The Keys To Conducting Effective Career Aspiration Discussions With Your Employees

Thursday, September 19, 2013

The FutureOne of the key steps to having impactful talent management and development solutions is to ensure that the talent within the organization is aware of what is being done to manage and develop them; as well, it is vital that company leaders are aware of the employee’s individual career aspirations. This can be accomplished through a Career Aspiration discussion. This should be a formal and focused conversation that occurs between a leader and an employee that centers on the employee’s career aspirations as well as the potential growth that is available for that employee within the organization.

In order to make this conversation most productive and impactful, there are some key questions that leaders should ask the employee as well as ask themselves. To prepare for the conversation, leaders should first pose the following questions to themselves and be prepared to share this information with the employee during the conversation.

1. What do I see as this individual’s ultimate potential?

The response should focus on the highest level that you, the leader, believes they can reach inside the company and the indicators (drive, willingness, performance) that you have seen which demonstrate that they can get there.

2. What do I think they need to do to get there?

This response should focus on the additional training (perhaps leadership training or specific skills training) or development (maybe an expanded leadership role or a role in a different function inside the company) that they will need to reach this ultimate potential.

3. What do I feel are their key strengths?

This answer should highlight the strengths that they bring to the table and should continue to leverage as they grow their career.

4. What do I know are their immediate key developmental needs?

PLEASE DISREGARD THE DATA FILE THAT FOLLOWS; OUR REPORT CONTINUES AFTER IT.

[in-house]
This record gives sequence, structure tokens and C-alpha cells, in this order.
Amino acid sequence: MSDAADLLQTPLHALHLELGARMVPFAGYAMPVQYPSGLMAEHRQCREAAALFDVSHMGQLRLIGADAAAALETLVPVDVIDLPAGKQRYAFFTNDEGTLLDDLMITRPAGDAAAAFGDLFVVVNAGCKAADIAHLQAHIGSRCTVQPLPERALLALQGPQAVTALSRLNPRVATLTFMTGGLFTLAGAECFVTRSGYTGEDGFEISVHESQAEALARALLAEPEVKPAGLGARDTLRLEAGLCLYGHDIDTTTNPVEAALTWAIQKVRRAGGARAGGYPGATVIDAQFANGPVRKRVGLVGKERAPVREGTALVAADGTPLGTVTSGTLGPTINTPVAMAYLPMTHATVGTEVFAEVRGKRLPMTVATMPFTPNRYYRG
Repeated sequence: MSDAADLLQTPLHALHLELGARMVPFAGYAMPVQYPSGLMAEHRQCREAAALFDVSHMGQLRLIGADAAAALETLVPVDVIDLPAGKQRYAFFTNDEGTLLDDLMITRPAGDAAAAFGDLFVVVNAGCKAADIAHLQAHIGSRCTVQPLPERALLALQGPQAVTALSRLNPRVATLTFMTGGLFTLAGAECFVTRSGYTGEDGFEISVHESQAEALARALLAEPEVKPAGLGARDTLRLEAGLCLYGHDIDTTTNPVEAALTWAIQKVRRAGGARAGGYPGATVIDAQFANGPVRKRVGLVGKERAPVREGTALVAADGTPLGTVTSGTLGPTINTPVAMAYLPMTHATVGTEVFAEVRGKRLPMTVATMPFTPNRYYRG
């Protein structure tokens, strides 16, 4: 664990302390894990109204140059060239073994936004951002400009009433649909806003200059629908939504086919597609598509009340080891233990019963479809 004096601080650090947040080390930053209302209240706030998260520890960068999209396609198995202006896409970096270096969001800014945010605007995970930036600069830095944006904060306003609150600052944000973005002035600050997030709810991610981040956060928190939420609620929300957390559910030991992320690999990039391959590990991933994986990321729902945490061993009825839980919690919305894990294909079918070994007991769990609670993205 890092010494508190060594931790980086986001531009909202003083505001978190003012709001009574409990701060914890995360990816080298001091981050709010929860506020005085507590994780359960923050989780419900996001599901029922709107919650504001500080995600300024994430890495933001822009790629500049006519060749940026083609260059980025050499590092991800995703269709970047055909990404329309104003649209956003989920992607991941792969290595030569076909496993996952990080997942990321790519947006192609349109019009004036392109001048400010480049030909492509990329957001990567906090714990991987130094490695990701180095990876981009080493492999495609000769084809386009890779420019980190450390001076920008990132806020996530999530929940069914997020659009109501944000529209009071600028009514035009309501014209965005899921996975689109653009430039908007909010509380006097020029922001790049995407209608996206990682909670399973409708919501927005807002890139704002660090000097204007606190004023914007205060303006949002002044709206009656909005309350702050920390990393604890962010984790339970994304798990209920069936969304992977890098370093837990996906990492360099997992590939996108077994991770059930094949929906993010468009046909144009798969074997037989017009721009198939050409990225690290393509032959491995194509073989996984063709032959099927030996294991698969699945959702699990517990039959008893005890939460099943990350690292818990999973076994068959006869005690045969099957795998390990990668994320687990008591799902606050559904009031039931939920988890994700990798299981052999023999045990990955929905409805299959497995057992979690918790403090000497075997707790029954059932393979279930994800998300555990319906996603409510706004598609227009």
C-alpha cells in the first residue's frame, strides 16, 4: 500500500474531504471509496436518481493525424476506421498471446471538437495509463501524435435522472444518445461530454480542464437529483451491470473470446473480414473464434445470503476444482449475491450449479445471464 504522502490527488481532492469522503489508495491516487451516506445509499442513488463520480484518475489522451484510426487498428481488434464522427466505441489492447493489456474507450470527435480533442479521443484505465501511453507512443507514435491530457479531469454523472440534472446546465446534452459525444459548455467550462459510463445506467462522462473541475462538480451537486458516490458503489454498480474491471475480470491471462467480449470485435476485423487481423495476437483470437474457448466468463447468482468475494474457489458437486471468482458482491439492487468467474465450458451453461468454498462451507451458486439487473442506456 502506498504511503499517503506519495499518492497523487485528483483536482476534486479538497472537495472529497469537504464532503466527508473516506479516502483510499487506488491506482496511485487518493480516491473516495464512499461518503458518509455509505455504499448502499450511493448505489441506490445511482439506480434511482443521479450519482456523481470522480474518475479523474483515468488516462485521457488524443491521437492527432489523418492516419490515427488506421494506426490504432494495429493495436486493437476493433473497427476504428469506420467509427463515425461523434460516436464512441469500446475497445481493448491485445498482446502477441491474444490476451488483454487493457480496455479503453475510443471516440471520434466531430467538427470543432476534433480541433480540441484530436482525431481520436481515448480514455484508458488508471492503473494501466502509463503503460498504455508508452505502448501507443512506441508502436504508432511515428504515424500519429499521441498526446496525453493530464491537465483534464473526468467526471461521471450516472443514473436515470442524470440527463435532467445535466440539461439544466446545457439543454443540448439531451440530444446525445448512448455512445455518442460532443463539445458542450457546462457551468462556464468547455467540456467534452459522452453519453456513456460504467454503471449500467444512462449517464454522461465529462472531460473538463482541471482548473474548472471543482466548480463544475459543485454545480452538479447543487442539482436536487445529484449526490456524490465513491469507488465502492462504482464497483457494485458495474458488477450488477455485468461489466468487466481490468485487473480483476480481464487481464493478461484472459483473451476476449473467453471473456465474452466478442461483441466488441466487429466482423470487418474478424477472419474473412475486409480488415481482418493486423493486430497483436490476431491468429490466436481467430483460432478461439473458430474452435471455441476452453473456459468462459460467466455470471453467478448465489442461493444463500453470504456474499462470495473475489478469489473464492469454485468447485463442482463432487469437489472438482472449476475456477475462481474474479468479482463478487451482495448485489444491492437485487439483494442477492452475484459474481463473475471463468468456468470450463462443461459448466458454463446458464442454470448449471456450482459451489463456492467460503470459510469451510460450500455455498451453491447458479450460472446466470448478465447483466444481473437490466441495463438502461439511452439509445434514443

This response is about the shorter-term development goals as opposed to what was referred to in question 2. This might be something like “needs additional senior level exposure” so others inside the company get to know this individual, or “needs presentation skills training”.

5. What do I see as this person’s next assignment?

The response here should focus on realistic next assignment and the timing with which it is likely to happen.

When sitting down with the employee to have the conversation, it should be time that is uninterrupted and set-aside specifically for that person. It is important for the conversation to be interactive so as leaders pose questions to their employees, they should refer to their own self-questions and interject their thoughts throughout the discussion to keep it interactive.

The following questions are recommended to ask employees during the discussion.

Questions for employee:

1. What are your short-term career aspirations? (I.e., next assignment: 2-5 years)

2. What are your longer-term career aspirations? (I.e., ultimate career goal – level of position)

3. Do you know what it takes to get there?

4. Are you willing to do what it takes to reach that position?

5. What do you feel are your key strengths?

6. What do you feel are your key development areas?

7. What steps and actions are you willing to take in the next 12 months to grow in these areas?

8. What would you like to do as a next assignment?

These conversations should be documented and conducted on an annual basis, at a minimum. Some organizations conduct them with employees every six months, which is also effective however, annually is the minimum recommendation. Conducting these discussions is a vital step in ensuring that organizations have impactful talent management and development practices in place. Career aspiration discussions not only let employees know where they stand, but gives them a say in their development; as well, it ensures that leaders are differentiating their resources and appropriately developing the employees who have the strongest desire and potential to reach the most senior level positions in the company. It also enables the appropriate development of those who prefer not to excel to the highest levels, but are the true technical subject matter experts. Developing the talent in a differentiated manner gives companies the best return on their dollar.

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